HHSC Commissioner strips workers of rights, protections

TSEU members launch campaign to restore grievance procedure

In May, the Health and Human Services Commission announced eliminating access to the employee grievance procedure for all state workers in HHSC, DADS, DSHS, and DFPS, except those who work at a state hospital or state supported living center. This change reverses the long-established right of state employees to challenge unjust terminations and demotions. Without a grievance procedure, thousands of state workers are vulnerable to being unfairly fired or disciplined with no way to dispute. For all state employees in an HHSC agency (including state hospitals and SSLC’s) whose position is ranked at B21 or higher, the new policy makes them entirely “at-will.”

While the policy change claims that employees ranked below the B21 classification won’t be technically “at-will,” stripping away access to the grievance procedure effectively makes them at-will because there will be nothing to stop the agency from firing someone for unjust or fabricated reasons.

What does at-will mean?

At-will means that an employee can be fired for any legal reason, or no reason at all. With at-will, an employee can be simply told “you’re fired,” without any justification or warning. This opens the door to a whole range of illegal or unethical reasons for termination- as long as the employer doesn’t say they are firing you for an illegal reason, they will be allowed to do so.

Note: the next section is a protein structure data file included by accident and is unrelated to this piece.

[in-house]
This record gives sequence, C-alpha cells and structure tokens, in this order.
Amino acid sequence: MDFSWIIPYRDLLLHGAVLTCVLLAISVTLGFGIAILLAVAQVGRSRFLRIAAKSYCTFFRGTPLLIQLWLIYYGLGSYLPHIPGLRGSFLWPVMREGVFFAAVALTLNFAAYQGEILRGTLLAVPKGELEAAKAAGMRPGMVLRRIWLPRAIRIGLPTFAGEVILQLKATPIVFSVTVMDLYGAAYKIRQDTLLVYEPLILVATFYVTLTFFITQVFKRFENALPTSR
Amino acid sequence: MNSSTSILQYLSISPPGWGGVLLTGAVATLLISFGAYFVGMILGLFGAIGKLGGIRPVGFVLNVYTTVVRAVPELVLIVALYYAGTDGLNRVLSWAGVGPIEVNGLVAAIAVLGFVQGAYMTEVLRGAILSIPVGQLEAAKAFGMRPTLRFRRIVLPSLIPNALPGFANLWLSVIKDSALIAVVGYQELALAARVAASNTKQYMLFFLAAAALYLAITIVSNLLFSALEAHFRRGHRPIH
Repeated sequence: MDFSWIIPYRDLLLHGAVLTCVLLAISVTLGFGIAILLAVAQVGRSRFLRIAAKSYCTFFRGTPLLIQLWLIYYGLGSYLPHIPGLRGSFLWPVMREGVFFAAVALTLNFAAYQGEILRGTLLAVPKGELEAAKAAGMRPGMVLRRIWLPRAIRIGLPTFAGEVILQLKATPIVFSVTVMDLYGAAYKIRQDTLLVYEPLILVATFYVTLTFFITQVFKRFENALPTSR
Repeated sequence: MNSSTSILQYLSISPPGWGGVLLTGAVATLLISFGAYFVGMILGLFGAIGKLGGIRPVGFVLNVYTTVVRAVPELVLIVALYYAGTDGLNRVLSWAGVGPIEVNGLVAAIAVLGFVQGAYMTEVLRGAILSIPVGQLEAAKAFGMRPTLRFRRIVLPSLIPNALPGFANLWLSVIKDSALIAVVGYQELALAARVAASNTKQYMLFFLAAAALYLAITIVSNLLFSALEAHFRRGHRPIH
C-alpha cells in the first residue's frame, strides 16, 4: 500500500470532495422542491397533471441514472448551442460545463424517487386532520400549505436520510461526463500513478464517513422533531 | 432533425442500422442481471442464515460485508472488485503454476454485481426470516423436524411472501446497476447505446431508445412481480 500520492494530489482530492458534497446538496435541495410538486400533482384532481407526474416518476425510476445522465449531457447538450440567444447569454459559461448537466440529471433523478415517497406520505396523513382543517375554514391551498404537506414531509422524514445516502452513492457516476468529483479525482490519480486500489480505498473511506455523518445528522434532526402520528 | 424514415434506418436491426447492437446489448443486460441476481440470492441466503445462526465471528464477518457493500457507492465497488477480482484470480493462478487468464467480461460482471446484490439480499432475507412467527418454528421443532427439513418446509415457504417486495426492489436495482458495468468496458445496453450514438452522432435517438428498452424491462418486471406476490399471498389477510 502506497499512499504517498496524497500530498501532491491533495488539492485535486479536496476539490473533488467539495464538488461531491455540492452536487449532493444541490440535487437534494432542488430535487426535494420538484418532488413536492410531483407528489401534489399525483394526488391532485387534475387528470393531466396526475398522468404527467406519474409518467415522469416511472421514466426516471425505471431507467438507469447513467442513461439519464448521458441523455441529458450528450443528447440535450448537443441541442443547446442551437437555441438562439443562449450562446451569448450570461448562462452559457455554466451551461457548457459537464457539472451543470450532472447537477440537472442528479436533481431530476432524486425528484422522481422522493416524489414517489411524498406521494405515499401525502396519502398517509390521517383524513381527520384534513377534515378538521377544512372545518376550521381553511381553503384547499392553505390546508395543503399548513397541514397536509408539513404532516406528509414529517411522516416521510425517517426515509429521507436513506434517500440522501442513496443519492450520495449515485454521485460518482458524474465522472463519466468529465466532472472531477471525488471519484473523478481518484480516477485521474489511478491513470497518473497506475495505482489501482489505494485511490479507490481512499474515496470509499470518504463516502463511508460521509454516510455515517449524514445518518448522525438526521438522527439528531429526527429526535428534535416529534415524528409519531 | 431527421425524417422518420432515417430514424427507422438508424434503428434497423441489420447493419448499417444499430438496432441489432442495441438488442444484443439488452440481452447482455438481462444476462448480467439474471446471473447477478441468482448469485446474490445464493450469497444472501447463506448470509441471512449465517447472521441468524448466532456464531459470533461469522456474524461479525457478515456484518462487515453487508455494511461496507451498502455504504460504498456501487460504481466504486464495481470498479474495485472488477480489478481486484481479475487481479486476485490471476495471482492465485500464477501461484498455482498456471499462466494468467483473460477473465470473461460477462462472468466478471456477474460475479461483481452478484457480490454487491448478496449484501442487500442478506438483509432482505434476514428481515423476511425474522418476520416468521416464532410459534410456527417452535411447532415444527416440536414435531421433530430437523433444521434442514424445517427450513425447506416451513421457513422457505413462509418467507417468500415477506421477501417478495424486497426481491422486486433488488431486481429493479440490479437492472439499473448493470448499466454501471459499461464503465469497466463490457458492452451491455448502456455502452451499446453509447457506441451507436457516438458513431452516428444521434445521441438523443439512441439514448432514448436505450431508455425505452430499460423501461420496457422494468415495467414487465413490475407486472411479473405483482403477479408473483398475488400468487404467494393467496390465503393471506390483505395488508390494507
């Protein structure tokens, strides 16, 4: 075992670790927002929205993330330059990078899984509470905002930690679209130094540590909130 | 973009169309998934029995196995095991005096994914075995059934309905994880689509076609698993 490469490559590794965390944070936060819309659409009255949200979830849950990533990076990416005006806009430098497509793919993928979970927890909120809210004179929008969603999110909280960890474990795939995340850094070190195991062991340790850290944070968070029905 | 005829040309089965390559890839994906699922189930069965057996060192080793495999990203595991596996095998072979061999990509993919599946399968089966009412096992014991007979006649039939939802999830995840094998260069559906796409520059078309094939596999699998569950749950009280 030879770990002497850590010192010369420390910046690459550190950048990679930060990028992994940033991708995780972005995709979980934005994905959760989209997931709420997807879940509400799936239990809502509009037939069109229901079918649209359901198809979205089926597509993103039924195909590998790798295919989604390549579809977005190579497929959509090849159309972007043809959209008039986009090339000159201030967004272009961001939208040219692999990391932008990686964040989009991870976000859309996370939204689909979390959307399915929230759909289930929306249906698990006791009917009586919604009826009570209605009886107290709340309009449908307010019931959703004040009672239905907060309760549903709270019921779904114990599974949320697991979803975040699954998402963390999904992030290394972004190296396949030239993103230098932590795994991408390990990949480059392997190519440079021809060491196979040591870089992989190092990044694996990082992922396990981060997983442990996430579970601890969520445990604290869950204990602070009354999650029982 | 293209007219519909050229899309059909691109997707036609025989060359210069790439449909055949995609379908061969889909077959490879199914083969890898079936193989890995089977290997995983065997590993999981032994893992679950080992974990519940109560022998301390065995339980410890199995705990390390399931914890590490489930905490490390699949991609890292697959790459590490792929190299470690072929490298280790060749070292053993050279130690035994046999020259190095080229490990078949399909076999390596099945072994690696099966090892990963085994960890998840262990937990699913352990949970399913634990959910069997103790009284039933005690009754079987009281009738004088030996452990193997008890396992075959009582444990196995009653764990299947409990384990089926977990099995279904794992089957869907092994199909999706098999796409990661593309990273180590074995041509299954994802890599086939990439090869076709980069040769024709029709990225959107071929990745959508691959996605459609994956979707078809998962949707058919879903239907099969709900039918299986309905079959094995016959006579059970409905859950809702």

Why is a grievance procedure important?

A grievance procedure provides a fair and transparent way to resolve disputes between employees and their employer. With it, the burden is on the employer to prove why an employee should be disciplined or terminated. If an employee speaks up about illegal or unethical behavior on the part of management, they can be reasonably assured that they will be protected against retaliation. Without it, the door is open for abusive forms of supervision, for retaliation, for arbitrary terminations, and for discrimination. Without a grievance procedure, the employee has no opportunity to challenge whatever justification their employer has given for firing them.

State employees are frequently blamed for failing to keep up with unreasonable workloads and expectations. Without a grievance procedure, employees will be scapegoated and fired even more often for problems beyond our control- such as short-staffing.

Why this will hurt state services, state workers, the public

State employee whistleblowers call attention to major abuses of power or actions that cost taxpayers millions of dollars. Without a grievance procedure, whistleblowers will be vulnerable to retaliation from higher-ups who want to punish them for speaking out.

Additionally, taxpayers will see big increases in legal costs in state agencies. Without a grievance procedure to settle employment disputes, terminated employees will have no other option but to sue the state when they feel they have been treated unfairly.

What can we do about it?

We can Organize! Only a strong union can stand up for our rights on the job. We need to sign up our coworkers and get them involved in the fight to reverse this move. [download a membership form today to sign up a co-worker]
We can push lawmakers to take action. By getting state representatives and state senators to intervene, we can eventually defeat this move. In May TSEU members launched a hand-written letter campaign, explaining to legislators why this is a terrible idea and asked them to contact Commissioner Smith, but we need to continue the pressure. Find who represents you and their contact information at: www.fyi.legis.state.tx.us.